Moving with Time and Seasons

One hundred and twenty miles northeast of Los Angeles is Owens Valley, now the source of much of the city's water. The long and narrow valley runs 120 miles (193.1 km) from north to south. It is contained on the west by the giant blue cliffs of the Sierra Nevada. Twenty miles (32.2 km) to the east, across the perambulations and oxbows of Owens River, are the gentler peaks of the Inyo-White range. Within this dramatic setting, the Paiute Indians once lived in a relatively dense and stable society.1

This high-desert valley changes dramatically over the day.

Whitney Portal in the Sierra Nevada.
Alluvial Fan in the Inyo-White Mountains.

Sunrise shadows cast by the Inyo-White Mountains descend the Sierra escarpment before disappearing at midday on the hot valley floor. Sunset shadows from the Sierra crest cool the valley floor before overtaking the Inyo-White Mountains. Corresponding daily temperatures vary over a range of 40°F (22.2°C) or more with the passing shadows.

Seasonal rhythms of snowfall and melt overlie the daily changes of sun and shadow. Each winter, deep snow covers the Sierra peaks, carried there by rising winds from the Pacific Ocean. Each summer, the melt recharges one of the world's great underground reservoirs.

Whitney Portal, topping at 14,500 feet (4419.6 m), is the most dramatic example of lateral valleys that are etched into the Sierra Nevada slopes by melting snow. Precipitation drops off sharply from 40 inches (101.6 cm) on the crest to only 3 inches (7.6 cm) on the valley floor. Trees mark streambeds where water cascades year round, cutting through foothills to meet the Owens River.

The Inyo-White Mountains, bounding the east side of the valley, are older and lower than the Sierra Nevadas on the west. The outline here is not so sharp against the sky. The snowcap is smaller, just a fringe outlining softer contours. Still, the spring melt causes periodic stream action that deposits rich alluvial fans on the valley floor. Today, green irrigated fields define the edge of each cone-shaped fan where it meets the valley floor.

On the valley floor itself, the seasonal Owens River runs between the two mountain ranges. It follows a slow, ambulating course southward through a high-desert landscape. The stream gradient is slight, allowing major sideways movements that leave oxbows along the way. At the valley's south end, an estuary seeps into Owens Lake. The lake is shallow and dries up each year after spring melts, depositing snow-white salts that now blow in the wind from where they are being processed for commercial use.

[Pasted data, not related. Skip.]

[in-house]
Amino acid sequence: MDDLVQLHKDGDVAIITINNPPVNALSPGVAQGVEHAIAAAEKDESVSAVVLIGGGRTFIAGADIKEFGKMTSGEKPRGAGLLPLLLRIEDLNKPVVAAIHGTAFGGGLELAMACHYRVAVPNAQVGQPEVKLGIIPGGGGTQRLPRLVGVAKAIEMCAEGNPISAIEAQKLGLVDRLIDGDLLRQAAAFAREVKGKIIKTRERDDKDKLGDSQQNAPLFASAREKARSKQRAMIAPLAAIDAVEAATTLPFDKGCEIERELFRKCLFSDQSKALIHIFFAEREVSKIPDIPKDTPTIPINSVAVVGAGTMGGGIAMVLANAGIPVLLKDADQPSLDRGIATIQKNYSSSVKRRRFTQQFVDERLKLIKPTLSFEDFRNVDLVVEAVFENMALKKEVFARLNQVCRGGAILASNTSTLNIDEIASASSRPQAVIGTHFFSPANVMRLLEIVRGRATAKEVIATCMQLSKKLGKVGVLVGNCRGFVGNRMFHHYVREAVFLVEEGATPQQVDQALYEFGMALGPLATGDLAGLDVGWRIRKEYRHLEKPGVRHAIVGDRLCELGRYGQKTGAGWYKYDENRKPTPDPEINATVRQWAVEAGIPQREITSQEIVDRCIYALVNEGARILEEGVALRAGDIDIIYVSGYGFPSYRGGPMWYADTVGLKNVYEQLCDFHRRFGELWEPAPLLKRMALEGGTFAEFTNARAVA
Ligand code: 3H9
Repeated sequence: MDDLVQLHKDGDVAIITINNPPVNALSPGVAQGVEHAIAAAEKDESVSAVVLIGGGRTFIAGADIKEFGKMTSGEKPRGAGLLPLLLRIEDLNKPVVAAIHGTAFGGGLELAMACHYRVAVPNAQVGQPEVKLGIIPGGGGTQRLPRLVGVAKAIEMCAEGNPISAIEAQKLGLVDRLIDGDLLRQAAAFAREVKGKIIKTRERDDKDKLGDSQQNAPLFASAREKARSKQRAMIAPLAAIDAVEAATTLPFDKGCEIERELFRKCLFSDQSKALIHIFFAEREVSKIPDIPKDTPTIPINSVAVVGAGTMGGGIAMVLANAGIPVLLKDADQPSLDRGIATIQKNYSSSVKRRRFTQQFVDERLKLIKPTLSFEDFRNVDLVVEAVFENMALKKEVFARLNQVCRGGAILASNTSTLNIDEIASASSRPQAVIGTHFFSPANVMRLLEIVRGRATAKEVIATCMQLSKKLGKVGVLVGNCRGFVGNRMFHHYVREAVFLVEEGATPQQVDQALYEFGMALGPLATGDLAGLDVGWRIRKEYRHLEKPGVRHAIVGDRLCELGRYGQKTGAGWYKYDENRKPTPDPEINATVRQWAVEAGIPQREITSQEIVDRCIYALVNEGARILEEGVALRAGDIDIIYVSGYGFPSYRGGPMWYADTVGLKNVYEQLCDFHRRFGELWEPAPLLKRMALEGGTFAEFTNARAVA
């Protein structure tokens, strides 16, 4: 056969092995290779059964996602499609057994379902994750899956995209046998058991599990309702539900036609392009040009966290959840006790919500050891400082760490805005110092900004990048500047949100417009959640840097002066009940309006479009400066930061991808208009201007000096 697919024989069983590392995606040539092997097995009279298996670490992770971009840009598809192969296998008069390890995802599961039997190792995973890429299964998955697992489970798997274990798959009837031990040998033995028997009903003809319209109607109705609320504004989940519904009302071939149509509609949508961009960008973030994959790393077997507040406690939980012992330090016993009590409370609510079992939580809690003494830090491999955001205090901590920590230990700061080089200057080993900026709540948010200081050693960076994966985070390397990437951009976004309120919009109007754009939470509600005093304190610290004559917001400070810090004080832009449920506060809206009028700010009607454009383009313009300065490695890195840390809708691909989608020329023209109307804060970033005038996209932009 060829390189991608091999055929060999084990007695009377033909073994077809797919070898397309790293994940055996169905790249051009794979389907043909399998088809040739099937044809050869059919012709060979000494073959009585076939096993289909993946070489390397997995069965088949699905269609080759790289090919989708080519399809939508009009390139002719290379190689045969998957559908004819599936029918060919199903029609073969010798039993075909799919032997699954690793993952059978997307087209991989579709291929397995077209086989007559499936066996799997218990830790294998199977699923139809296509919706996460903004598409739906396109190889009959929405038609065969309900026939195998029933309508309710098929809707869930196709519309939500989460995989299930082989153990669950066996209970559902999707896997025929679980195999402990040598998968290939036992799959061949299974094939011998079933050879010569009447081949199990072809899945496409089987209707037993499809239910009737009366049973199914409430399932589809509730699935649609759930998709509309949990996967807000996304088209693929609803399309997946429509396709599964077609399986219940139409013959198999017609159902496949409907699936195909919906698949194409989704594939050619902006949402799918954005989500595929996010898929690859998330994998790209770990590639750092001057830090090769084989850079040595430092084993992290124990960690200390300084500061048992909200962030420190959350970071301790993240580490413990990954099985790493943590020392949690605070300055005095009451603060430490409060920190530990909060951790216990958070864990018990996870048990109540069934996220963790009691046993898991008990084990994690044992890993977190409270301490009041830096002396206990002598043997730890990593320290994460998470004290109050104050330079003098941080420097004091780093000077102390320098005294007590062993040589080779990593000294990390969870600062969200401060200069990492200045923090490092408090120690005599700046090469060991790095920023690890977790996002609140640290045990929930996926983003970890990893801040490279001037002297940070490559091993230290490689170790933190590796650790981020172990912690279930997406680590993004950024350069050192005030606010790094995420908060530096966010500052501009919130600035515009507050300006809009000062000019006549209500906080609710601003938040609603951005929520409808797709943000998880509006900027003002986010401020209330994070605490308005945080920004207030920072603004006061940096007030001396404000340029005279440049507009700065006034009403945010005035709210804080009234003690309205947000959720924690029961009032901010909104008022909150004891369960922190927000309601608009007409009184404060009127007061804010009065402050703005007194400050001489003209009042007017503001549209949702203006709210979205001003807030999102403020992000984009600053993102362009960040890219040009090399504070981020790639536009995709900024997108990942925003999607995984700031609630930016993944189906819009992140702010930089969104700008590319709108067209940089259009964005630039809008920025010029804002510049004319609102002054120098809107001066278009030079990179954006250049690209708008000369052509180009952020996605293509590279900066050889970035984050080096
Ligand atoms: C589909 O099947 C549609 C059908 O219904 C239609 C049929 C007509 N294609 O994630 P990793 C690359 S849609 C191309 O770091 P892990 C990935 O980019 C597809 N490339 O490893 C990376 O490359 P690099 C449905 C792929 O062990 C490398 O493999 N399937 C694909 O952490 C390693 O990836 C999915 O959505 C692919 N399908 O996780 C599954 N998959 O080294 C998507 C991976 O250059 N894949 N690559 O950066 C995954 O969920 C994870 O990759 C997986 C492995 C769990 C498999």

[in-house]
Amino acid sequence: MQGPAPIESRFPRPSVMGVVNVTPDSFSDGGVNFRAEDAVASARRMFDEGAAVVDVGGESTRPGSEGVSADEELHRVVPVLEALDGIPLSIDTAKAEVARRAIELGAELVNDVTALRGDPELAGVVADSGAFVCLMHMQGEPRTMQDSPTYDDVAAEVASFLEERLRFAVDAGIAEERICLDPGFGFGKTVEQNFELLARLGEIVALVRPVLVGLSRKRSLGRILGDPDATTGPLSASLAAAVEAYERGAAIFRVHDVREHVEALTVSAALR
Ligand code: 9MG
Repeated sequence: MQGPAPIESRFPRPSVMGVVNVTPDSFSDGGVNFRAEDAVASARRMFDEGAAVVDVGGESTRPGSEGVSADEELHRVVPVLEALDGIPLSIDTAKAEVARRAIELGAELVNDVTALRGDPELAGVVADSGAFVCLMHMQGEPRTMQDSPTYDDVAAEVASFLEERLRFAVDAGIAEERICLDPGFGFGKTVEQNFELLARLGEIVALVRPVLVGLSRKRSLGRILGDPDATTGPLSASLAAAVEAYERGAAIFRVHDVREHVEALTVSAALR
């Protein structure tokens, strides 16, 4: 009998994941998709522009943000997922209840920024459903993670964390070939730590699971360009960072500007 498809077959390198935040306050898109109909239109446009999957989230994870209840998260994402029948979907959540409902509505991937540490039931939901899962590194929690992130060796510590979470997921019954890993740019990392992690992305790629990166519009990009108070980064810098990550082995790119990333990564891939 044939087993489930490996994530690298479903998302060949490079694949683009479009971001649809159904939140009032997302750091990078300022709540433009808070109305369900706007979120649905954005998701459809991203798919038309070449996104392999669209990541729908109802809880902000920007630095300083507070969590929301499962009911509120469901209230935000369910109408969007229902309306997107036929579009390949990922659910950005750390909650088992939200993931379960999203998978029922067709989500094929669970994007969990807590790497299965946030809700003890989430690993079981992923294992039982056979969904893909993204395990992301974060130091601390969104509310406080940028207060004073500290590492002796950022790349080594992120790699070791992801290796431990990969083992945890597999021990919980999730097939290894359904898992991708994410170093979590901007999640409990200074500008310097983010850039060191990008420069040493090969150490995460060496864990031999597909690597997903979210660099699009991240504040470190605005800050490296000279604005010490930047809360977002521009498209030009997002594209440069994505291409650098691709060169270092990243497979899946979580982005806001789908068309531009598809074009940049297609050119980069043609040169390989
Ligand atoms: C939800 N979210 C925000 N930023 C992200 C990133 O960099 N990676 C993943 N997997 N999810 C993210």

The action of sun, rain, and snow in the valley creates a highly differentiated ecosystem. Plant and animal communities are narrow in the east-west direction: alpine dropping away quickly to high desert in sharply bounded steps. On the other hand, the same communities are elongated in the north-south direction, running more than 100 miles (160.9 km) in narrow strips the whole length of the valley.

The Paiute took advantage of the valley's richness by migrating. They lived in village groups, each exclusively occupying an oblong territory that stretched from west to east following the direction of greatest biodiversity. Within each territory, a village group moved in yearly cycles. Starting from permanent winter dwellings in the Sierra Nevada foothills, they traveled eastward in spring to spend summer by the river. In fall they continued eastward to harvest pine nuts below the Inyo-Whites, returning to their permanent dwellings before winter. Along the way, they gathered food and materials, always remaining within their north and south boundaries. An account of these travels remains today in an old man's recollections.2 He speaks to his grandchildren:

Paiute Territories: (Above) Narrow ecological domains extend along the valley from north to south; (Below) Migrations within family territories extend west to east, crossing ecological boundaries for the greatest biodiversity and choice.

I was thinking of how we moved three times a year. During the winter it is a time of ease because we have prepared and stored our food supply and the wood for our fires, but it is also a time of inactivity because the ground gets so soft and muddy, and it is difficult and disagreeable to hunt or fish or move about. It is also a time when people cannot get away from each other and difficulties arise. The growling always seems to be worse at this time of year. When things happen it is generally during this restless time of year.

By the end of that period, we are glad when it is time for us to move to the river where it is easier to be together. People live further apart along riverbanks under trees. They are content and busy and don't bother one another and they stop growling at one another.

In fall we move away from the river and into the hills, and everyone roams in search of food. But as this season goes on, the hard work tires the old ones. After spending the autumn at work, the husbands and wives are suspicious because it is so easy to meet others in the bush.

Then, it is winter again.

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